|The Navy, which has kept the public guessing about whether it will demolish historic Hangar One at Moffett Field, is scheduled to announce its decision in early December.
"If all goes well, it [the decision] will go out in early December," said Navy spokesperson Darren Newton in a phone interview last week. It was the same thing he said to dozens of people at the last Moffett Field Restoration Advisory Board meeting Nov. 8.
After saying last year that it had decided to demolish the huge hangar, the Navy stepped back from that position after a huge public outcry and strong criticism of its analysis, and has spent the last year re-evaluating its decision.
The December decision will be subsequently discussed at the Jan. 10 advisory board meeting, which may be a big party -- or an angry meeting reminiscent of what happened the last time the Navy said it would tear down the hangar.
There will "either be lots of cake or lots of rope," joked RAB co-chair Bob Moss.
The Navy may have already given it away: At a recent RAB meeting, Newton leaned over and told Moss, "We're going to have the official response back in a month or two and I think you'll be happy with it," Moss recalls.
Nevertheless, Moss said, "It's very hard to read what they are going to do."
Newton's predecessor, Rick Weissenborn, told the RAB earlier this year that a decision had to be made by the summer. A temporary coating is peeling off the hangar's toxic siding which, when combined with winter rains, could be a recipe for increased runoff of toxic PCBs.
The delayed announcement "may mean they are going to demolish it and they don't care about sealing it," Moss said. "Or it may mean they can't make up their minds."
The Navy was initially supposed to release the decision earlier this year in the spring, but has rescheduled the announcement numerous times. "Every time they give us a date, it slips," Moss said.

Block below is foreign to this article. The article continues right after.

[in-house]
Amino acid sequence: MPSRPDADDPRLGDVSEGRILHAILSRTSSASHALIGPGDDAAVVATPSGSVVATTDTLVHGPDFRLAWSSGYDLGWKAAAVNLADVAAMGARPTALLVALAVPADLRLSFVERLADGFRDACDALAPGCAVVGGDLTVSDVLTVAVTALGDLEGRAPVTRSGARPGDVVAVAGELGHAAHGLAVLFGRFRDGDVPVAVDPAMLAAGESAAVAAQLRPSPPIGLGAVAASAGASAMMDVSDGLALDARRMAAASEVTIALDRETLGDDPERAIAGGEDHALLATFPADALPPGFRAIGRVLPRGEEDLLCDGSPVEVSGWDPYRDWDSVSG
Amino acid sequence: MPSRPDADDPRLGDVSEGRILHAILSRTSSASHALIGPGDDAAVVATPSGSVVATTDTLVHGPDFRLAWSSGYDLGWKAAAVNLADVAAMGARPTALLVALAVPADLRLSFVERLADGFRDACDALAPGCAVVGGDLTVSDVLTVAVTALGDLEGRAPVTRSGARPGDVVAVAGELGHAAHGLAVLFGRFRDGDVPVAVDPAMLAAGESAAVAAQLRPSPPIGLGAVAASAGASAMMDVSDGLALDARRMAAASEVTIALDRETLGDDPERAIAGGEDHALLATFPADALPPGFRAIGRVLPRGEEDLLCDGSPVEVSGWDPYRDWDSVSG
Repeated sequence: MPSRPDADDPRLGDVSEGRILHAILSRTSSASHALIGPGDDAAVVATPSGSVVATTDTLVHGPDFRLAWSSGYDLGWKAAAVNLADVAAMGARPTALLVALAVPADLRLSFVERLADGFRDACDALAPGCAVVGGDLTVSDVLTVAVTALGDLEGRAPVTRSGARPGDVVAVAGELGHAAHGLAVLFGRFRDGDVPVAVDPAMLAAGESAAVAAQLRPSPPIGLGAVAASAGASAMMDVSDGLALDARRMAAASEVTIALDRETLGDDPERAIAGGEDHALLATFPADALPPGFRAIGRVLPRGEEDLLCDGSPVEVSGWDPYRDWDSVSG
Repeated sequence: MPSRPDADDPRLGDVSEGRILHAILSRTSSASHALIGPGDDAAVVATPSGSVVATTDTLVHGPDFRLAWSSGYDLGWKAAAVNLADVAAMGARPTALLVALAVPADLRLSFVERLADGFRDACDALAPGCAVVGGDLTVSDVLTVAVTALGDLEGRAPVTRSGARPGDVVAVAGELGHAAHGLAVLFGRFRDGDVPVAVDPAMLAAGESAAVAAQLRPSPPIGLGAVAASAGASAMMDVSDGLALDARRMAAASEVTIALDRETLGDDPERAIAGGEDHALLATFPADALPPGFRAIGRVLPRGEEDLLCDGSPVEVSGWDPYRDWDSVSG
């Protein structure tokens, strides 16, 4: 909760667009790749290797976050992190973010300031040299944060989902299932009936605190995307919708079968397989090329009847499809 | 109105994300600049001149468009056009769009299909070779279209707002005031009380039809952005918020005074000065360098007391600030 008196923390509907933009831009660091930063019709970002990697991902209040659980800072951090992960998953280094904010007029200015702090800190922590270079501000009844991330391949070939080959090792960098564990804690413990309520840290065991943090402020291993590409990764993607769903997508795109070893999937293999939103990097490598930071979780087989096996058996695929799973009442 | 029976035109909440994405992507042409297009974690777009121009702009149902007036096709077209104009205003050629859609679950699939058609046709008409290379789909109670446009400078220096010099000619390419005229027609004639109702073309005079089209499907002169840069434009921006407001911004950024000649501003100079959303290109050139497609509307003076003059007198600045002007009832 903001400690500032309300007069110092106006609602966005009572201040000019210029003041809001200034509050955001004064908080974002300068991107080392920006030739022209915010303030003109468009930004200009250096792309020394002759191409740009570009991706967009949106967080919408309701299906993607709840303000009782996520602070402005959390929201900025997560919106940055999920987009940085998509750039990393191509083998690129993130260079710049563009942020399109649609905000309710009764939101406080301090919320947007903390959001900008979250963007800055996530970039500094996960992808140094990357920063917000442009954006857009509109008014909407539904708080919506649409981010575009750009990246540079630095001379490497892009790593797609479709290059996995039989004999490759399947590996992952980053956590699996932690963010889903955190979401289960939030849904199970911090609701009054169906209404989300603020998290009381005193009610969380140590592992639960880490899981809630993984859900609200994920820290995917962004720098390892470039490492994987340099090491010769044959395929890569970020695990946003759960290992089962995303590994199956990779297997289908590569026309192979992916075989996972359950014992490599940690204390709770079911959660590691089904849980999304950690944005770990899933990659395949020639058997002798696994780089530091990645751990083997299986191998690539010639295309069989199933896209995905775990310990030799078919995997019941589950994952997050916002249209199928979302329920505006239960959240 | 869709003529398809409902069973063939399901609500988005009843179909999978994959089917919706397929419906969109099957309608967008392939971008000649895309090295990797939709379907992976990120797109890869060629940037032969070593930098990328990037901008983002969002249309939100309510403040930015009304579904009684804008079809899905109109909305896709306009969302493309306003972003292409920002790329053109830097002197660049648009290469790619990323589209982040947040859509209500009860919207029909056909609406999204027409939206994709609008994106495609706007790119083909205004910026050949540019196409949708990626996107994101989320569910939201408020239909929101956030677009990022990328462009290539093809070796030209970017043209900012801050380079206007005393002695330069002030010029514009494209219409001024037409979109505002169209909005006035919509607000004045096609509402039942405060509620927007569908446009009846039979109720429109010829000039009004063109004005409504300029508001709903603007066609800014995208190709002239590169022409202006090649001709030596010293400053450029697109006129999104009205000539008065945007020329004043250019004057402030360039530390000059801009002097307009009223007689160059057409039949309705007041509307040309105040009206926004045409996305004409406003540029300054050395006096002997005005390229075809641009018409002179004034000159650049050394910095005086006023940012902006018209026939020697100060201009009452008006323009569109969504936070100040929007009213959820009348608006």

Meanwhile, the Save Hangar One Committee, a group dedicated to preserving the hangar, has had success in presenting an alternative to the toxic siding.
In particular, the group's architect, Linda Ellis, has been educating the public on a Teflon fiberglass covering that could serve as a new siding. However, the Navy won't let her inside the hangar to confirm once and for whether the idea would work.
At the RAB meeting earlier this month, Navy spokesman Newton said it was the Navy's position that the public is not allowed onto the site. But while the Navy is responsible for cleaning up the site, it is NASA that now owns the hangar.
Several government officials have been allowed inside. Wayne Donaldson, director of the State Historic Preservation Office, recently visited the hangar and said he was "more determined than ever" to save it.
The current campaign to re-skin the hangar hinges on its feasibility. The committee has gathered 1,500 signatures in support of the fabric covering.
"You have to see what the inside of hangar looks like before you can intelligently make a decision" as to how the fabric will work, Moss said. "I'm not convinced that we know that it will."
The revised environmental evaluation and cost analysis will lay out several options for the hangar, telling the complete story behind whatever position taken by the Navy. Last year its costs were disputed because the estimates for demolition and restoration differed substantially from NASA's, whose numbers made restoration seem much more feasible.
More information is available at www.savehangarone.org.
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